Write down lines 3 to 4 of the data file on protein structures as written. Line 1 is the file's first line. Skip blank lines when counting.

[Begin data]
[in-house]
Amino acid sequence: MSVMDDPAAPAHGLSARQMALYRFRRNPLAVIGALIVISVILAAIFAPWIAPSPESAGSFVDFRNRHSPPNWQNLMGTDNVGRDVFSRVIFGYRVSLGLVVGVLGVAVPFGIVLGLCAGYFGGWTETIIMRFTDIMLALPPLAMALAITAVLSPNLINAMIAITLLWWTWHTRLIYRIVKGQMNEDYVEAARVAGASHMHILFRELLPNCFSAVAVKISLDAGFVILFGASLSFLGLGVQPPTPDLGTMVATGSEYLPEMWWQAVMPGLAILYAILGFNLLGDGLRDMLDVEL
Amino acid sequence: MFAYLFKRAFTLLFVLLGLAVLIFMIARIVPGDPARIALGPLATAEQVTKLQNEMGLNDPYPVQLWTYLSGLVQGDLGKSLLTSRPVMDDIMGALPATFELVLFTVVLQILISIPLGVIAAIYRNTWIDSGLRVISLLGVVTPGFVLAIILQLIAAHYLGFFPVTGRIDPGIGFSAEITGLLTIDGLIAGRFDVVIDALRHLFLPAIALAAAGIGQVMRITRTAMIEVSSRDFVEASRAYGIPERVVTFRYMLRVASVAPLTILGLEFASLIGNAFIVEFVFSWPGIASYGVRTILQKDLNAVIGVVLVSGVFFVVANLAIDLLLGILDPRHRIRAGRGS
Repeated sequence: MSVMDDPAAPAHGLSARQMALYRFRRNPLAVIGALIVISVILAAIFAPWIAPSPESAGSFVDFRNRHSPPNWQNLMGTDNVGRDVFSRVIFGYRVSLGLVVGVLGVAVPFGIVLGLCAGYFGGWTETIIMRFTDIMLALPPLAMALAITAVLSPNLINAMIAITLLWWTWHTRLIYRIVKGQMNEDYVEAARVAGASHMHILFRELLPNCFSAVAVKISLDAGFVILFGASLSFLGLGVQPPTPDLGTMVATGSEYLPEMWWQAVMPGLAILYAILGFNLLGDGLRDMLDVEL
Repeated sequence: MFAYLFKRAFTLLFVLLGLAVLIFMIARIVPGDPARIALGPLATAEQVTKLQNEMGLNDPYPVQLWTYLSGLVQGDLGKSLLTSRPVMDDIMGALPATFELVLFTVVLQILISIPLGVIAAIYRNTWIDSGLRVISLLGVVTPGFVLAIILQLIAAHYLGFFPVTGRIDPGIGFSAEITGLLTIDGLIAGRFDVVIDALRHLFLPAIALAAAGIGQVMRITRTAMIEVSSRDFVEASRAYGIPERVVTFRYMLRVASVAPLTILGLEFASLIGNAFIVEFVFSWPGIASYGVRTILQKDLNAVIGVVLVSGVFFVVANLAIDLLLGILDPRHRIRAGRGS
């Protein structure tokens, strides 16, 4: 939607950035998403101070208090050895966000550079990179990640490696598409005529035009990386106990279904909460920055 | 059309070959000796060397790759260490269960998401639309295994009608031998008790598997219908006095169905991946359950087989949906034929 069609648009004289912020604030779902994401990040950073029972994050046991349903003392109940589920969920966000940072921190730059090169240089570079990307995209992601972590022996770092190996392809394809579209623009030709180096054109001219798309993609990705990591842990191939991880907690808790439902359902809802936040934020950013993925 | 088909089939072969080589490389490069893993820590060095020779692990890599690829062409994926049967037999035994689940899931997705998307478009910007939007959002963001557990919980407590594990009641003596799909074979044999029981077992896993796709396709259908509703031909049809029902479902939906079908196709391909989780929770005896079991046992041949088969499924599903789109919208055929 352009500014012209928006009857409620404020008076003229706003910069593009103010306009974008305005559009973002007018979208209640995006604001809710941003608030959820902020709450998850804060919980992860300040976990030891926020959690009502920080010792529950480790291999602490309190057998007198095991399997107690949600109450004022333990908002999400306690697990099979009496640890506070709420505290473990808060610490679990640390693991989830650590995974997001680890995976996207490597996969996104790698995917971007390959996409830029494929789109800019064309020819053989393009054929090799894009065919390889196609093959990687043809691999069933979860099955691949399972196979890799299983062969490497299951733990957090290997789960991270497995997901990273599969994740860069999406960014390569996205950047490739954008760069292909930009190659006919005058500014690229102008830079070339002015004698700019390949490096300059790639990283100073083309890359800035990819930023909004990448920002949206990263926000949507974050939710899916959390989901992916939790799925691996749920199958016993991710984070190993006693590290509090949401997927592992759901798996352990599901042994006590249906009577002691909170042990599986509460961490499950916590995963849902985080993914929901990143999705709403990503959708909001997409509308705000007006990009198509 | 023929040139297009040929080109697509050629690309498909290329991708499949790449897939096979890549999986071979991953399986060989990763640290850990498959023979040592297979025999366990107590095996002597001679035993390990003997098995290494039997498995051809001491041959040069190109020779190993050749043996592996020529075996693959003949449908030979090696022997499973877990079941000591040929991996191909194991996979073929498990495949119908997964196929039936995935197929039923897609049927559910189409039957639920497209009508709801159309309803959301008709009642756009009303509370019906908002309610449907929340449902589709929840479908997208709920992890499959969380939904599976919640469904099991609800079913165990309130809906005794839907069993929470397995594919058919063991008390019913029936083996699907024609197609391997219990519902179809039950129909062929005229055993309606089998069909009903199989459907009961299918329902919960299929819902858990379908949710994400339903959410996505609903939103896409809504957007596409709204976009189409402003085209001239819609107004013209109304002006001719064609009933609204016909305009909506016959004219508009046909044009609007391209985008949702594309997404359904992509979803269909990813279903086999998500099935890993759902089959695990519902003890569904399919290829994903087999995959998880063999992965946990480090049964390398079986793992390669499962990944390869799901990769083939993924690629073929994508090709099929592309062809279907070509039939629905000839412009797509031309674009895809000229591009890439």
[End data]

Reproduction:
Amino acid sequence: MFAYLFKRAFTLLFVLLGLAVLIFMIARIVPGDPARIALGPLATAEQVTKLQNEMGLNDPYPVQLWTYLSGLVQGDLGKSLLTSRPVMDDIMGALPATFELVLFTVVLQILISIPLGVIAAIYRNTWIDSGLRVISLLGVVTPGFVLAIILQLIAAHYLGFFPVTGRIDPGIGFSAEITGLLTIDGLIAGRFDVVIDALRHLFLPAIALAAAGIGQVMRITRTAMIEVSSRDFVEASRAYGIPERVVTFRYMLRVASVAPLTILGLEFASLIGNAFIVEFVFSWPGIASYGVRTILQKDLNAVIGVVLVSGVFFVVANLAIDLLLGILDPRHRIRAGRGS
Repeated sequence: MSVMDDPAAPAHGLSARQMALYRFRRNPLAVIGALIVISVILAAIFAPWIAPSPESAGSFVDFRNRHSPPNWQNLMGTDNVGRDVFSRVIFGYRVSLGLVVGVLGVAVPFGIVLGLCAGYFGGWTETIIMRFTDIMLALPPLAMALAITAVLSPNLINAMIAITLLWWTWHTRLIYRIVKGQMNEDYVEAARVAGASHMHILFRELLPNCFSAVAVKISLDAGFVILFGASLSFLGLGVQPPTPDLGTMVATGSEYLPEMWWQAVMPGLAILYAILGFNLLGDGLRDMLDVEL